A crime can be referred to as an act which is forbidden by law and the constitution of a nation. Laws and courts are put in place to ensure that people adhere to regulations and also to promote peaceful coexistence (Presser & Sandberg, 2015). The case given presents Patrice who wanted to kill her mother in law and therefore she acquired a rifle and placed herself in a strategic position so as to shoot her dead. Unfortunately, she missed and shot dead a person who was behind her, and her gun jammed preventing her from shooting again. She fled and after the case was launched her lawyer argued that she could not kill as her rifle was not in a position to shoot. The court was not right according to the law in its move to dismiss her charges.
Three main components make up a criminal act. These include ‘Mens rea’, ‘Actus Reus and ‘causation and occurrence.’ These three elements of criminal activity are extensively used to determine whether a person is guilty or not.’ Mens rea’ specifically refers to the mental status of a suspect at the time the crime is committed. This component seeks to determine whether the defendant had sufficient state of mind to enhance the intent to commit the particular crime. Broadly speaking, ‘mens rea’ is the mental state that prompts a person to commit a crime (Laverick, 2016). For example, if an accused person used a knife to stab a victim to death, then it is evident that the accused had the specific intent to kill the victim and therefore that amounts to a crime. In the given case, the accused had a gun which she intended to use in killing the victim. She hid in a strategic place and did the actual shooting whereby she missed killing another victim. The fact that the rifle failed in the second time as she tried to shoot her target does not exonerate her, as her action had already portrayed the intention to kill the victim.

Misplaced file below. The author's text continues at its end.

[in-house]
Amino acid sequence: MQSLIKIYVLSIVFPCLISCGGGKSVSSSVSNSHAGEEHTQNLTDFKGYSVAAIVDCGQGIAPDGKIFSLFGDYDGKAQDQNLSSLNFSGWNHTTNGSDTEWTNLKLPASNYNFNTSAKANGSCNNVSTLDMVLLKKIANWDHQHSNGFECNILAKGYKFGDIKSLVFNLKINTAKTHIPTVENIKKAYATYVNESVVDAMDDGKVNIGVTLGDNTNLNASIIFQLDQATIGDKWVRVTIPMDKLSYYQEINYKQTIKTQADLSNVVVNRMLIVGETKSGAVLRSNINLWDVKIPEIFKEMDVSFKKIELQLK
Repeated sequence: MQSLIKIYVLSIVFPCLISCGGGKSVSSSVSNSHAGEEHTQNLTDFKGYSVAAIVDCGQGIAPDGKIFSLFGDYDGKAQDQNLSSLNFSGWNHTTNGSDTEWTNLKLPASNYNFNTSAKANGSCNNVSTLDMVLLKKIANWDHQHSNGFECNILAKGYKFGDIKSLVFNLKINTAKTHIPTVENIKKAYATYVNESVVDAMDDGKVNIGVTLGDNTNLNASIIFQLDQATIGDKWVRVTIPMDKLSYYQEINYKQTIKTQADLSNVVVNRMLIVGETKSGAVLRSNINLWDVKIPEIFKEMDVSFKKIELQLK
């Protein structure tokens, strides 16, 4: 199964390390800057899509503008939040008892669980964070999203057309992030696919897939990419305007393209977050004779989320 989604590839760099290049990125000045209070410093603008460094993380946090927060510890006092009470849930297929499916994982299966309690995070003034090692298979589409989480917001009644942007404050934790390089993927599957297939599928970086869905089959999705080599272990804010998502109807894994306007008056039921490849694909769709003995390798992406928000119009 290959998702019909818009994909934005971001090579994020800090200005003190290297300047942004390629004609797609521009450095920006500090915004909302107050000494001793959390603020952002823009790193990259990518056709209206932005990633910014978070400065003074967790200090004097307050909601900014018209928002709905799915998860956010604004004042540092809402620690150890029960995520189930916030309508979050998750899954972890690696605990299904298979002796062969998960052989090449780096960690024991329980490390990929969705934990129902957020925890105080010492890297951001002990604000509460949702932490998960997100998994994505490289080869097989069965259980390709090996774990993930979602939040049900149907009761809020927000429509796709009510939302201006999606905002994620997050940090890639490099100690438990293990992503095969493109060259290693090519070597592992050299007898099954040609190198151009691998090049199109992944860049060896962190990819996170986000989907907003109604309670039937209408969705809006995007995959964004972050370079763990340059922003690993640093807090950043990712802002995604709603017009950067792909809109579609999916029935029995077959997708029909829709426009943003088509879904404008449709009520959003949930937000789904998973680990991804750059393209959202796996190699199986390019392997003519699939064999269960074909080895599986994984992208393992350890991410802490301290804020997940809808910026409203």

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The second component that would be considered in the given case is ‘actus reus’ .This component focuses on the actual act committed. For instance, a person can have the criminal thought or intention but fail to commit the act. ‘Actus reus’ is in most cases combined with ‘mens rea’ to constitute a crime. For example, the crime involved in theft requires that the suspect takes the physical possession of the object in question besides the intent. In the case, Patrice had an intention to kill her in-laws which prompted her to get the gun and go out to wait and shoot her. However, the ‘actus Reus’ occurred when she fired the gun whereby she missed and shot another person (Presser & Sandberg, 2015). An in-depth argument shows that if she was good at shooting, she could have killed her instantly just as she shot dead the person behind. Besides that, after the failed attempt she tried to shoot again whereby the gun failed. The failure of the gun cannot be considered as an issue that takes away the fact that she shot the gun, but it malfunctioned.
Causation and occurrence are the last factor that will be considered in this case. Notably, this factor is a component of ‘actus reus,’ and it is only applicable where the actions of the defendant result to a crime that brings forth a particular result. For instance, in rape cases, the medical tests conducted on a victim reveals that the accused actually committed the crime. In the given case, the ballistic tests can link the shooting to the gun of the defendant and therefore confirm that she was the one who fired the gun with the intention of killing her in-laws and ended up killing another innocent person. A combination of these three factors will reveal that Patrice was a perpetrator of criminal activity and is guilty of attempted murder.
The case presented is a complete act of crime in that the defendant participated in person, in committing the crime, and her failure to attain her intended results does not make the crime incomplete. The case has got nothing to do with impossibility with regards to facts and legal impossibility. This is because from the information it is evident that the defendant could have committed the crime, and the law can be applied to sentence her using the available information.
Ethics play a basic role in law and administration of justice. It is quite important that practitioners adhere to ethics and serve their core purpose which is to deliver justice in an unbiased way. With regards to criminal justice, ethical behavior is not concerned with who wins the case and who loses, but it focuses on the delivery of the right judgment (Winstone, 2016). Considering the given case, the attorney and the jury seem to be biased and unethical. This is mainly because, despite the obvious factors that reveal that Patrice committed an act of crime, the jury goes forward and dismisses the charges as requested by the attorney. Justice was not delivered to the plaintiff in the case.
- Laverick, W. (2016). Global Injustice and Crime Control. Taylor and Francis.
- Presser, L., & Sandberg, S. (2015). Narrative criminology: Understanding stories of crime.
- Winstone, J. (2016). Mental health, crime and criminal justice: Responses and reforms.